In other super important art news, 50cent says he'll quit solo rapping if Kanye West outsells him. I'm with Weiss, even though I abhor the idea of actually purchasing music, I might just spend money on the new Kanye in order to put Curtis out of business.

& finally...

Here's the work of Amy Ross, who attended the School of the Museum of Fine Arts in Boston, earned a BA in Religious Studies from Connecticut College, and a MA in Theological Studies from Harvard Divinity School:

Birdshroom 22

SheWolf Series 8

Goat Morel

Saturday, August 11, 2007

The work of Norwegian artist Simen Johan:


It seems that there was an attempt to create a canon of Slipstream literature at this year's Readercon. I'll share the top five works and then if you're interested you can click here to read more:

1. Collected Fictions (coll 1998), Jorge Luis Borges
2. Invisible Cities (1972, trans 1974), Italo Calvino
3. Little, Big (1981), John Crowley
4. Magic for Beginners (coll 2005), Kelly Link
5. Dhalgren (1974), Samuel R. Delany

Tuesday, August 07, 2007

In the early 90s, German artist Jochem Hendricks created "Augenzeichnungen" (Eye-drawings) in which "human eye movements are traced and digitized during the visual process of looking at something, so as to be able to do an ink-jet print out of these movements":

left eye/right eye



Monday, August 06, 2007

Editorial Comment (by a Ben Marcus sympathizer)

In yesterday's New York Times, A.O. Scott wrote an interesting piece on Bergman and Antonioni. In it, he notes that "The two of them upheld, as filmmakers, T.S. Eliot's observation that "poets, in our civilization, as it exists at present, must be difficult."

I found this line of thinking quite relevant to my particular literary convictions, and then as I continued reading I felt the warm light of recognition:

"There was, among certain filmgoers in the 1960s, an appetite for difficulty, a conviction that symbolic obscurity and psychological alienation were authentic responses to the state of the world. More than that, the idea that a difficult work had special value — that being challenged was a distinct form of pleasure — enjoyed a prestige, at the time, that is almost unimaginable today. We would rather be teased than troubled, and the measure of artistic sophistication is cleverness rather than seriousness."

That about sums up my frustration with contemporary fiction.

I anxiously await the day when others will awake from the stupor and return to the embrace of seriousness and difficulty.

Saturday, August 04, 2007





The new issue of America's favorite literary pamphlet is now available for free here. Inside you will find three pieces: one on knickers, one on lovers, and one on clumsy cows. Enjoy.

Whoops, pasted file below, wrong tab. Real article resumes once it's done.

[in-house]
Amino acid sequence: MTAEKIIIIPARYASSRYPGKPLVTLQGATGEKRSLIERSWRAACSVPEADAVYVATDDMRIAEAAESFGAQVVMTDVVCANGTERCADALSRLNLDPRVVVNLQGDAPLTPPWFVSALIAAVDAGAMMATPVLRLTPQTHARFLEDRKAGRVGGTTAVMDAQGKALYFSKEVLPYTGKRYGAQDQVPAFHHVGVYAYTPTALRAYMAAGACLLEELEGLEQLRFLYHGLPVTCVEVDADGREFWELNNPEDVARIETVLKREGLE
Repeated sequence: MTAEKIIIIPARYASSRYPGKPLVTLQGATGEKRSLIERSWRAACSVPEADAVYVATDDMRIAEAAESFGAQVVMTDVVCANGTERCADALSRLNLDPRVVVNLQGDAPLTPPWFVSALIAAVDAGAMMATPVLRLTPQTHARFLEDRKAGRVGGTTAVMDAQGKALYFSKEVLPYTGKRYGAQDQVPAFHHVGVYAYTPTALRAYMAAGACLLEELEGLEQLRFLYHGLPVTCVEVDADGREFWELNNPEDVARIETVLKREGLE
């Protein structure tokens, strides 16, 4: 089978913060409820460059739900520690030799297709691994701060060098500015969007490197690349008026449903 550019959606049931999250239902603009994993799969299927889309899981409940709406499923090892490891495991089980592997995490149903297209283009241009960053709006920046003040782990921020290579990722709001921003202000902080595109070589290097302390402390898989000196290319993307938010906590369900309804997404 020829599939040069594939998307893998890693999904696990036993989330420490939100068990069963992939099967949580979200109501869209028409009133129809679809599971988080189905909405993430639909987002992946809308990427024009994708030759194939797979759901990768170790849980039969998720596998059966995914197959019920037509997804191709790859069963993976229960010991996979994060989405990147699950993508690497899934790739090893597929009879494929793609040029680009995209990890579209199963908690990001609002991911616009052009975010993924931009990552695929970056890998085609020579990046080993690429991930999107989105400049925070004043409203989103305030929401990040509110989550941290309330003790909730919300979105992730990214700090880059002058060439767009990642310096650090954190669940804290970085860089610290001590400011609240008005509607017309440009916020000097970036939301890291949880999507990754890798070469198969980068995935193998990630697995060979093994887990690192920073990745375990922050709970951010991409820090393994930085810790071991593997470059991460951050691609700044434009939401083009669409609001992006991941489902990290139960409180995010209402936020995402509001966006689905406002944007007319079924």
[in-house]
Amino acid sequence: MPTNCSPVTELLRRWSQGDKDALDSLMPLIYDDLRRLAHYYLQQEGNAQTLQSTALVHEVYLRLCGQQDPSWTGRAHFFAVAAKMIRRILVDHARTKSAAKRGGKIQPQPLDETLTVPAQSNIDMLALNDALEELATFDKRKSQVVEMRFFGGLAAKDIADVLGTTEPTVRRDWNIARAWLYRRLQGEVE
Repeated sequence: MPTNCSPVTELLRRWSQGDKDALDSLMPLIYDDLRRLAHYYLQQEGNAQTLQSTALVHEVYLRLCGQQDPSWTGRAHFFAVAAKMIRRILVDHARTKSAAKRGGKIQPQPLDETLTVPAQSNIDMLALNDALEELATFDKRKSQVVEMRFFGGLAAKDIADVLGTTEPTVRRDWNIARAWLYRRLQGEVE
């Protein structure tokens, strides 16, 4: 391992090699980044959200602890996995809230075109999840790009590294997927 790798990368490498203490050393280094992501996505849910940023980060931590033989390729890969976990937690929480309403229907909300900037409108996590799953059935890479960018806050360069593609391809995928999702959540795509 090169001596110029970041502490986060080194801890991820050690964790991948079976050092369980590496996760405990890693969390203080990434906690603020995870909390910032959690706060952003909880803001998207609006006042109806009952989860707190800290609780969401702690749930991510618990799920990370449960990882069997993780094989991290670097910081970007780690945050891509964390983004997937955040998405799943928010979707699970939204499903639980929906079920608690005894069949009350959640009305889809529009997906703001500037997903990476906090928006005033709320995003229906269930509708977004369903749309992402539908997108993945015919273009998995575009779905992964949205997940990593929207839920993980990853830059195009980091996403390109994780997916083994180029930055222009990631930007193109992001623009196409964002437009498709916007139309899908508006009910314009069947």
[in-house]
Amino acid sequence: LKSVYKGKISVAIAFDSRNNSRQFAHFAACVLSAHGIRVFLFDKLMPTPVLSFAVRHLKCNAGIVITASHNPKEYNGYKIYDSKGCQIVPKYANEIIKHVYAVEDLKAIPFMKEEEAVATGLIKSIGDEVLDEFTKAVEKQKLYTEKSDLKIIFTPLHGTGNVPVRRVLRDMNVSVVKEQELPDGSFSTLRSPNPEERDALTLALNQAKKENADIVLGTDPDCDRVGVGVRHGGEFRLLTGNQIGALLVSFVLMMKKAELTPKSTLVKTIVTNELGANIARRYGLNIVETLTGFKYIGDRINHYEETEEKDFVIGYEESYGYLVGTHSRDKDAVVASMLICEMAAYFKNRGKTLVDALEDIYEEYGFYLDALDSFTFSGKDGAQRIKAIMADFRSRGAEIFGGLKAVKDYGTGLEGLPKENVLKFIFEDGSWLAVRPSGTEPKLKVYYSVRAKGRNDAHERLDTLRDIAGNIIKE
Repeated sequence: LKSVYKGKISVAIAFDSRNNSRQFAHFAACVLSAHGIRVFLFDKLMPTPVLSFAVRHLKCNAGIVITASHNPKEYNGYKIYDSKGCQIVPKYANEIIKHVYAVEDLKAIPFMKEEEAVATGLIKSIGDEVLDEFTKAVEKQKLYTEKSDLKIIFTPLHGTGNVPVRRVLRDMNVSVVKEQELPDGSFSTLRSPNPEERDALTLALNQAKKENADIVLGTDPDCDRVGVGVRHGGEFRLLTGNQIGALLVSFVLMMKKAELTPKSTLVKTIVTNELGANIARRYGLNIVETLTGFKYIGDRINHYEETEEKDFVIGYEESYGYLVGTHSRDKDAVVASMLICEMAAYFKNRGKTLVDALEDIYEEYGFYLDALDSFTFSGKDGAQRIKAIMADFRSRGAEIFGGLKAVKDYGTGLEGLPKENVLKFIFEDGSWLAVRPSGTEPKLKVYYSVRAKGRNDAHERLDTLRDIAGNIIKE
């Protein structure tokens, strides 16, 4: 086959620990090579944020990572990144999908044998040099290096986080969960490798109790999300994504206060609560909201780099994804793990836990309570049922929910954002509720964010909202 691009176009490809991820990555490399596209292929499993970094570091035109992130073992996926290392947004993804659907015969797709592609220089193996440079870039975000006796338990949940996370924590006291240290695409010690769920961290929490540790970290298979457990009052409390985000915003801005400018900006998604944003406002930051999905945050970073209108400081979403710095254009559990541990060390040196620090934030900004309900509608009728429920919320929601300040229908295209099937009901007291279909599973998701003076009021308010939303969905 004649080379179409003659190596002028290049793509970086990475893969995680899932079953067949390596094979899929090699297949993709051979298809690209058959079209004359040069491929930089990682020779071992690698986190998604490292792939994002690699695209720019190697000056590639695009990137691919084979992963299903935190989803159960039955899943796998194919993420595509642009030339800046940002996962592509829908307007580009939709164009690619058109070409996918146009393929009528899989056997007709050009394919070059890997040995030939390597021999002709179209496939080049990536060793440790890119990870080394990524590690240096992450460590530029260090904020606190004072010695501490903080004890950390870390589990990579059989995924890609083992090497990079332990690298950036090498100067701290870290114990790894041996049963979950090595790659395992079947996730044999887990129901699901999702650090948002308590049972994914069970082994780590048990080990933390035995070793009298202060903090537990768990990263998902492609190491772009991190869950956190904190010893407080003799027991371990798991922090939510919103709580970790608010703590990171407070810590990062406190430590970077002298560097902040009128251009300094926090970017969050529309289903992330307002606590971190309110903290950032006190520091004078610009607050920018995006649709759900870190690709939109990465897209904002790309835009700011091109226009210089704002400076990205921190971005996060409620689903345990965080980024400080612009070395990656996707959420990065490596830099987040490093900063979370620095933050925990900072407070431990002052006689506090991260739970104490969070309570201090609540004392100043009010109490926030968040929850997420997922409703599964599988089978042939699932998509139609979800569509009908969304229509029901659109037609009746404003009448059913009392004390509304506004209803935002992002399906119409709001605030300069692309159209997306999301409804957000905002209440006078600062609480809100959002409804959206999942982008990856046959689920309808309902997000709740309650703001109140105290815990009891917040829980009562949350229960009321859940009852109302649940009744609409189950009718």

Because everybody else already talked it to death and because I didn't find it very interesting, I never mentioned Damien Hirst’s diamond encrusted skull called “For the love of God, what are you going to do next?

But now, I've found something that I think is actually pretty interesting: Subodh Gupta’s 1000 kilo sculpture "Very Hungry God" which is made out of aluminum pots and pans:

Thursday, August 02, 2007

If you like post-rock bands such as Godspeed You! Black Emperor or Mogwai or other bands that are good, you will likely like the French group Kwoon. Here is a video for their track "I Lived on the Moon"

Today I share with you the work of Mark Kostabi:

Automatic Painting

The Subjective Mind Over Subject Matter

The Woman At The Window

Finally, for the first time in a long time the U.S. Poet Laureate (aka The White Guy Award) will actually be an interesting poet: Charles Simic will replace Donald Hall.

Of course it would have been nice to see a woman appointed; I can think of four names off the top of my head that would've been excellent choices: Lucille Clifton, Rosmarie Waldrop, Lyn Hejinian, or Rae Armantrout, but since the Laureate position was established in 1937 there's only been 9 women selected, so I guess statistically it's unlikely that they might look beyond the old (typically boring) white guys.

Wednesday, August 01, 2007

Bad news for white supremacists and postcolonial theorists, looks like all human life did in fact originate in Africa, which means:

1) We are all African.

2) It would be sorta silly to argue over who the true "indigenous" people are and are not.

The Chronicle of Higher Education recently published a piece by Thomas Bartlett about the raging battle over Derrida's papers. Click here to read it.

The new issue of Octopus Magazine is alive, full of prose on poetry action.

My friend Adam has joined the blogosphere.

Time does not exist.


In closing, I give you a music video for the Brooklyn disco band Escort's song "All Through The Night":